Brent Musburger may be retired but that doesn’t mean the 78-year-old can’t throw around some shade once in a while. On Sunday the former broadcaster took aim at the San Francisco 49ers and their national anthem protests in a tweet.
Here’s what he had to say:
It’s clear from that tweet that he either went heavy on the 49ers on Sunday, or he’s not a fan of anthem protests. Since its Musburger, either option is equally likely.
It’s worth noting this isn’t the first time Musburger has taken aim at a protest for equality from African American athletes. At the 1968 Summer Olympics, Musburger wrote a column for the Chicago American newspaper ripping TOmmie Smith and John Carlos for their Black Power salute during the 200-meter sprint medal ceremony. That act of defiance is still revered to this day as a symbol of peaceful protest in pursuit of equality.
Here is some of what Musburger wrote about the 1968 protest:
Tommie Smith and John Carlos must be labeled unimaginative blokes if they can’t come up with a stronger and more effective protest than the one they staged her last night during the Olympic medal ceremony honoring their accomplishments in the 200-meter run.
Smith and Carlos looked like a couple of black-skinned storm troopers, holding aloft their black-gloved hands during the playing of the National Anthem. They sprinkled their symbolism with black track shoes and black scarfs and black power medals. It’s destined to go down as the most unsubtle demonstration in the history of protest.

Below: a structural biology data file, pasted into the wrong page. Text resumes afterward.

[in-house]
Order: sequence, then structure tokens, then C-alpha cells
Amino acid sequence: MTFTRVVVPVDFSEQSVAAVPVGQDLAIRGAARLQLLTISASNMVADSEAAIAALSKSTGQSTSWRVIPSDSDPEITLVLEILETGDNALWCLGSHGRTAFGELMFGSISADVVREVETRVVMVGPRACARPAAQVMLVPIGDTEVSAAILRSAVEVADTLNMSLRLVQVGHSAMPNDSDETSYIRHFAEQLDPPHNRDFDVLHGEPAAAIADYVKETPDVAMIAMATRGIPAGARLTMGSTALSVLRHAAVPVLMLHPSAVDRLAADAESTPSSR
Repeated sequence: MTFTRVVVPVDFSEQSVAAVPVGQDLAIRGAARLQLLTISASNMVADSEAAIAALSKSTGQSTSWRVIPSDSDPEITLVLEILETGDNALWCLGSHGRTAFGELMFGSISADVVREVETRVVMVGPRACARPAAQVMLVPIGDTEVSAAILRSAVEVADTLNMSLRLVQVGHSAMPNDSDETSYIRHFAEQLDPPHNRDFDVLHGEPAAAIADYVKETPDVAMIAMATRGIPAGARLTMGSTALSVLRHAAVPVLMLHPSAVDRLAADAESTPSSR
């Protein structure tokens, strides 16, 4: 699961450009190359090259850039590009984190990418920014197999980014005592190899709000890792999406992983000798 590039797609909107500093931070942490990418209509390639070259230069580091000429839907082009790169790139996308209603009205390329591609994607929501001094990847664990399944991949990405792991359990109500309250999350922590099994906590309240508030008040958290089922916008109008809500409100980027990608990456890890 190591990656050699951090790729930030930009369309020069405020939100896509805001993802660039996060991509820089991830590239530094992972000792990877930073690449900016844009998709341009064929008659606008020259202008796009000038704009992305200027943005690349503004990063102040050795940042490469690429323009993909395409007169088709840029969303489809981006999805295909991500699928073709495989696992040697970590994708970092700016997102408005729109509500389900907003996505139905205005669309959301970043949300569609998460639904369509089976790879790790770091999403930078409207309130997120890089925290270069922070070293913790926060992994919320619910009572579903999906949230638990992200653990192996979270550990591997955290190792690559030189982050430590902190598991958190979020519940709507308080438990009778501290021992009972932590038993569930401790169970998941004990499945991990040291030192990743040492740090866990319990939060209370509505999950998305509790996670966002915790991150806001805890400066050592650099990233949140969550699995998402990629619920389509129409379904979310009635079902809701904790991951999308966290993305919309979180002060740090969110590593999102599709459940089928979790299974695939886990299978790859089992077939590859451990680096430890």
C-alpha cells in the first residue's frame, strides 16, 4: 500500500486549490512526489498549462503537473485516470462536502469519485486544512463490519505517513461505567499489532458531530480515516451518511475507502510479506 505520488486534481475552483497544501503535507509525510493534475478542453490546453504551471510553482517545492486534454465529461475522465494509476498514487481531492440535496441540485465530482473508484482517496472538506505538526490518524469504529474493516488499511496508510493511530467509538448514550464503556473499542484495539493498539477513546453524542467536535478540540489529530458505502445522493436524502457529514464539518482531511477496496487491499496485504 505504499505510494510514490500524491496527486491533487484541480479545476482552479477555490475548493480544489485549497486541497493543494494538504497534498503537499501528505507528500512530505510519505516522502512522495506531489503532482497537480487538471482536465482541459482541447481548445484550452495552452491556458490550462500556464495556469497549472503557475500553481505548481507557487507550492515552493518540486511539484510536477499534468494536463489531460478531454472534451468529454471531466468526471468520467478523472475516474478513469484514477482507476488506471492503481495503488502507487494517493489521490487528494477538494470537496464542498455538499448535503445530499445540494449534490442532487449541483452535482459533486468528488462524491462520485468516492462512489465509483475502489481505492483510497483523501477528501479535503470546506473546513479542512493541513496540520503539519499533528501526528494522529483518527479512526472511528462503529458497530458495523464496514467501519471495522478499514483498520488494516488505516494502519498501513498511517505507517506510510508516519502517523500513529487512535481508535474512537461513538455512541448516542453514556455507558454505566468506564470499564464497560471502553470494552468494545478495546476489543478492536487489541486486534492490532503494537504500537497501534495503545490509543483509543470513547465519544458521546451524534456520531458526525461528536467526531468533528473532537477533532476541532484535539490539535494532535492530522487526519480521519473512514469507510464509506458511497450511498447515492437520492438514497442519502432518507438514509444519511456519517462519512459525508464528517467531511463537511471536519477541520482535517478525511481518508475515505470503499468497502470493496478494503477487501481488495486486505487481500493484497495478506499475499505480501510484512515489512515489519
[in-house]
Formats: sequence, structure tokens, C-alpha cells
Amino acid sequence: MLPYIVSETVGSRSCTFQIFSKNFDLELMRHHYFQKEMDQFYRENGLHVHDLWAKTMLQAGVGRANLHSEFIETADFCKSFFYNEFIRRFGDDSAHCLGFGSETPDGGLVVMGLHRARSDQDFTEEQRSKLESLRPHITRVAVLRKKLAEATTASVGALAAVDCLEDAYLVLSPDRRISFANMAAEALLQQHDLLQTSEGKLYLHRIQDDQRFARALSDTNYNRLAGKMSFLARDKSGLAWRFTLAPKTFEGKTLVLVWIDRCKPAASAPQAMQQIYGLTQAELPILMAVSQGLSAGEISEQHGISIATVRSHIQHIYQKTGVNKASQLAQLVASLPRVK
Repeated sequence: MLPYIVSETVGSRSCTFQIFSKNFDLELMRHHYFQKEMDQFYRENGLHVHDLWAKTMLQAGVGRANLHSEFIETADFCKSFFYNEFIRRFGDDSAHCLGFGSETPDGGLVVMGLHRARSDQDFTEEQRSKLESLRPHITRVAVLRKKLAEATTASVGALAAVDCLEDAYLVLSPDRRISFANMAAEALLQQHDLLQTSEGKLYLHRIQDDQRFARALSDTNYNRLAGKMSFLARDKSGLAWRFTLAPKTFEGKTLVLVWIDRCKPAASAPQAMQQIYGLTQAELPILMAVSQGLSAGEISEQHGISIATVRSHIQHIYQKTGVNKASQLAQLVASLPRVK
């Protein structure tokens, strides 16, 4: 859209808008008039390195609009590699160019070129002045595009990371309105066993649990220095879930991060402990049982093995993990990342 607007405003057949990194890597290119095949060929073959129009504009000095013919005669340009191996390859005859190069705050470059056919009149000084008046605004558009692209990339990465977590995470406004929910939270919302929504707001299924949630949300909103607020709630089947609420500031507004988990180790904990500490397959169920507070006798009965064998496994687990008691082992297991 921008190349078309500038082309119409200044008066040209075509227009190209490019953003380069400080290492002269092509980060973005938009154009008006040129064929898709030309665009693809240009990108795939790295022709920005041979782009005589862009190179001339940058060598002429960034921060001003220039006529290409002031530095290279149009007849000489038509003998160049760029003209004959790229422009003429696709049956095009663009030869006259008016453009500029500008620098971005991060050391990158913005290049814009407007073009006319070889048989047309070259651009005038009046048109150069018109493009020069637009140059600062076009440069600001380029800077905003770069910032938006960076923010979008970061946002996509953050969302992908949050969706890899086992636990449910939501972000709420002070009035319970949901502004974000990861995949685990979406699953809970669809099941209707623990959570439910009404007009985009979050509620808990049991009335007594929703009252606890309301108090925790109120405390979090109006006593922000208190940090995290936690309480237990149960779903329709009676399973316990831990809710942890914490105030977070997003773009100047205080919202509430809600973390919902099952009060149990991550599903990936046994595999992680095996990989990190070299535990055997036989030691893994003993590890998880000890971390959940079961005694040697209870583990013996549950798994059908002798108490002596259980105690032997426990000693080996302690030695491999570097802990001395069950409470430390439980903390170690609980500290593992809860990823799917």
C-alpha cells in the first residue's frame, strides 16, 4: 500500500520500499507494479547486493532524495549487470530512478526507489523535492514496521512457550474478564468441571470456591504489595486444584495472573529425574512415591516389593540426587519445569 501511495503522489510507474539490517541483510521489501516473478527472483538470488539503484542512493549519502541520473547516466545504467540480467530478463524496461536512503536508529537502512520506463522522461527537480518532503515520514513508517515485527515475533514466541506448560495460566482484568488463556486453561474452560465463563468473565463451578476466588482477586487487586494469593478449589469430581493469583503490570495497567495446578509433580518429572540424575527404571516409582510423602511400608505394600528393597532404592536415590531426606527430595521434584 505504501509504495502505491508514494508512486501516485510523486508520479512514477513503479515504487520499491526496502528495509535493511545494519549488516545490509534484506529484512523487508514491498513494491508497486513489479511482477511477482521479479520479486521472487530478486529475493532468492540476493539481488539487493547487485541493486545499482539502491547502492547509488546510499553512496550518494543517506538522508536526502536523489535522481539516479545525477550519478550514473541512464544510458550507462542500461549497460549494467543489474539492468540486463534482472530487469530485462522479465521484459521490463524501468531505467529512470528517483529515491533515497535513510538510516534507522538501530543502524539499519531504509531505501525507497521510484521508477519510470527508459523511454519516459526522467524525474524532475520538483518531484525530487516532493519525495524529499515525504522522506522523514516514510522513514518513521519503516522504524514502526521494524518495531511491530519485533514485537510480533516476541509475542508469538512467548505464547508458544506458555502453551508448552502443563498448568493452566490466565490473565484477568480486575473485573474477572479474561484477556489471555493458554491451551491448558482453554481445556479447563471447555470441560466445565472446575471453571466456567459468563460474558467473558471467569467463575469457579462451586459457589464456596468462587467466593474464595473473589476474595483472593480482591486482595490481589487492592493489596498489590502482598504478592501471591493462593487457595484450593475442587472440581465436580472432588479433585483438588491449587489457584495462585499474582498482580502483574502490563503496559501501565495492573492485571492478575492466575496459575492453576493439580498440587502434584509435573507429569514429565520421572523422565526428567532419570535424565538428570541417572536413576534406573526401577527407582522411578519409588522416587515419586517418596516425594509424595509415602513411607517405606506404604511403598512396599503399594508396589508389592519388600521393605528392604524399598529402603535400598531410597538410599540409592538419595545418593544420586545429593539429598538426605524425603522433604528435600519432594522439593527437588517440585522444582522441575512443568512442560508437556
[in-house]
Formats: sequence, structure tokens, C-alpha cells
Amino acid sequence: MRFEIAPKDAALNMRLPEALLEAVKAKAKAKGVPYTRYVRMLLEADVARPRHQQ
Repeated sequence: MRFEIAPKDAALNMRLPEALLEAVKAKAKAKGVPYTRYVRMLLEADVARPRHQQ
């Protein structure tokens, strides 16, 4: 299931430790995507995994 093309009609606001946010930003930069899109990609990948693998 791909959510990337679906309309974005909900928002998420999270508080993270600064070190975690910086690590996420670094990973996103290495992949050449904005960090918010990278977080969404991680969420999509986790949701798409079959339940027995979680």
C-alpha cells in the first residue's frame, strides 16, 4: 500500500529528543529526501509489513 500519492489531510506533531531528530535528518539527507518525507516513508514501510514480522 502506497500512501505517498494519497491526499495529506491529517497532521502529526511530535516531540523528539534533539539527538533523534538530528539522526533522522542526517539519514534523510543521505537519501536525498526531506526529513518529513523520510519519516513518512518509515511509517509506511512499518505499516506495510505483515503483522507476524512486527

But you’ve got to give Smith and Carlos credit for one thing. They knew how to deliver whatever it was they were trying to deliver on international television, thus insuring maximum embarrassment for the country that is picking up the tab for their room and board here in Mexico City. One gets a little tired of having the United States run down by athletes who are enjoying themselves at the expense of their country.
Protesting and working constructively against racism in the United States is one thing, but airing one’s dirty clothing before the entire world during a fun and games tournament was no more than a juvenile gesture by a couple of athletes who should have known better.
If Smith and Carlos were convinced that the ends justified their black power demonstration during the National Anthem, they should have avoided the award ceremony altogether. If it’s true, as Hayes Jones says, that an athlete competes for himself but walks to the stand for his country, then a more courageous protest would have been for Smith and Carlos simply to stay away and not pick up their medals.
Musburger was clearly on the wrong side of history in 1968, we’ll see where he winds up this time.